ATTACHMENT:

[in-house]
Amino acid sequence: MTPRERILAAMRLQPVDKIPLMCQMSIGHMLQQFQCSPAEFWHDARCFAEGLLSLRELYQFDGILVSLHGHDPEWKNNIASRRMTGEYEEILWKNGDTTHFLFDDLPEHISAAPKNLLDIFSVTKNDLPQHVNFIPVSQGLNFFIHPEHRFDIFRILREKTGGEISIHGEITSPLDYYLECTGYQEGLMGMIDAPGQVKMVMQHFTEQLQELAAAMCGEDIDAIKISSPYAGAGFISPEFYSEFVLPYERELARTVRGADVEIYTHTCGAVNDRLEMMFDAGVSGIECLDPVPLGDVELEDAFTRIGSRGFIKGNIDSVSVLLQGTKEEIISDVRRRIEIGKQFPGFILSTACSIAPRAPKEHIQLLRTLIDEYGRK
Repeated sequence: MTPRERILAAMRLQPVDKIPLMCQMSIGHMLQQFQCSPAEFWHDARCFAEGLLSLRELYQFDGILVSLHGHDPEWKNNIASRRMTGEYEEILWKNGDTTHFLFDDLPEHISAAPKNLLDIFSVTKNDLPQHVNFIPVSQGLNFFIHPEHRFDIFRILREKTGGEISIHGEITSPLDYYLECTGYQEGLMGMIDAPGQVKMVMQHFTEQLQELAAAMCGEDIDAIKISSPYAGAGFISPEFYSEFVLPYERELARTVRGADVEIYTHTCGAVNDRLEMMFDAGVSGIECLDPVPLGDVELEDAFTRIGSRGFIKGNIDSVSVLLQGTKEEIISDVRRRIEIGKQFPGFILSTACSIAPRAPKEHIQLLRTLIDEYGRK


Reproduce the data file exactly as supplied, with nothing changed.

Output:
[in-house]
Amino acid sequence: MTPRERILAAMRLQPVDKIPLMCQMSIGHMLQQFQCSPAEFWHDARCFAEGLLSLRELYQFDGILVSLHGHDPEWKNNIASRRMTGEYEEILWKNGDTTHFLFDDLPEHISAAPKNLLDIFSVTKNDLPQHVNFIPVSQGLNFFIHPEHRFDIFRILREKTGGEISIHGEITSPLDYYLECTGYQEGLMGMIDAPGQVKMVMQHFTEQLQELAAAMCGEDIDAIKISSPYAGAGFISPEFYSEFVLPYERELARTVRGADVEIYTHTCGAVNDRLEMMFDAGVSGIECLDPVPLGDVELEDAFTRIGSRGFIKGNIDSVSVLLQGTKEEIISDVRRRIEIGKQFPGFILSTACSIAPRAPKEHIQLLRTLIDEYGRK
Repeated sequence: MTPRERILAAMRLQPVDKIPLMCQMSIGHMLQQFQCSPAEFWHDARCFAEGLLSLRELYQFDGILVSLHGHDPEWKNNIASRRMTGEYEEILWKNGDTTHFLFDDLPEHISAAPKNLLDIFSVTKNDLPQHVNFIPVSQGLNFFIHPEHRFDIFRILREKTGGEISIHGEITSPLDYYLECTGYQEGLMGMIDAPGQVKMVMQHFTEQLQELAAAMCGEDIDAIKISSPYAGAGFISPEFYSEFVLPYERELARTVRGADVEIYTHTCGAVNDRLEMMFDAGVSGIECLDPVPLGDVELEDAFTRIGSRGFIKGNIDSVSVLLQGTKEEIISDVRRRIEIGKQFPGFILSTACSIAPRAPKEHIQLLRTLIDEYGRK